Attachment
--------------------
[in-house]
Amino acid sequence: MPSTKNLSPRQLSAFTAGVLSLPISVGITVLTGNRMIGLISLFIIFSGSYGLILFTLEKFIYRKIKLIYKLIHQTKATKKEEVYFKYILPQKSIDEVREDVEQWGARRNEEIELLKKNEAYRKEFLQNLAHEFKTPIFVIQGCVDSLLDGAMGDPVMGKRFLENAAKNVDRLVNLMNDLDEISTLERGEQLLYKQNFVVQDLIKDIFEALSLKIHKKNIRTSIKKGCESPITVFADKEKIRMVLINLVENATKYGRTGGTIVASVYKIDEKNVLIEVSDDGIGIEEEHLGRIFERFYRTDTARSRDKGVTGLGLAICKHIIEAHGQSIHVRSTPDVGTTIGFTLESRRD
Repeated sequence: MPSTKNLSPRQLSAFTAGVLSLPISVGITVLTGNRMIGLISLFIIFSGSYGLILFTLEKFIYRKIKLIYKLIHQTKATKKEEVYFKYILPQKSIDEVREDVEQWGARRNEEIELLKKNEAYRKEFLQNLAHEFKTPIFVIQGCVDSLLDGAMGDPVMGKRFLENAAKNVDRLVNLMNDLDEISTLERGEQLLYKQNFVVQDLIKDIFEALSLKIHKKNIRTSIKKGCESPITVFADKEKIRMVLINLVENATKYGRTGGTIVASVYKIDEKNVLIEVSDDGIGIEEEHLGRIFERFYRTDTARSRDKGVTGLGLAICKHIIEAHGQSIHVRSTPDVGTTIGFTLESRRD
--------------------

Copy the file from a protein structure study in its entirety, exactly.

[in-house]
Amino acid sequence: MPSTKNLSPRQLSAFTAGVLSLPISVGITVLTGNRMIGLISLFIIFSGSYGLILFTLEKFIYRKIKLIYKLIHQTKATKKEEVYFKYILPQKSIDEVREDVEQWGARRNEEIELLKKNEAYRKEFLQNLAHEFKTPIFVIQGCVDSLLDGAMGDPVMGKRFLENAAKNVDRLVNLMNDLDEISTLERGEQLLYKQNFVVQDLIKDIFEALSLKIHKKNIRTSIKKGCESPITVFADKEKIRMVLINLVENATKYGRTGGTIVASVYKIDEKNVLIEVSDDGIGIEEEHLGRIFERFYRTDTARSRDKGVTGLGLAICKHIIEAHGQSIHVRSTPDVGTTIGFTLESRRD
Repeated sequence: MPSTKNLSPRQLSAFTAGVLSLPISVGITVLTGNRMIGLISLFIIFSGSYGLILFTLEKFIYRKIKLIYKLIHQTKATKKEEVYFKYILPQKSIDEVREDVEQWGARRNEEIELLKKNEAYRKEFLQNLAHEFKTPIFVIQGCVDSLLDGAMGDPVMGKRFLENAAKNVDRLVNLMNDLDEISTLERGEQLLYKQNFVVQDLIKDIFEALSLKIHKKNIRTSIKKGCESPITVFADKEKIRMVLINLVENATKYGRTGGTIVASVYKIDEKNVLIEVSDDGIGIEEEHLGRIFERFYRTDTARSRDKGVTGLGLAICKHIIEAHGQSIHVRSTPDVGTTIGFTLESRRD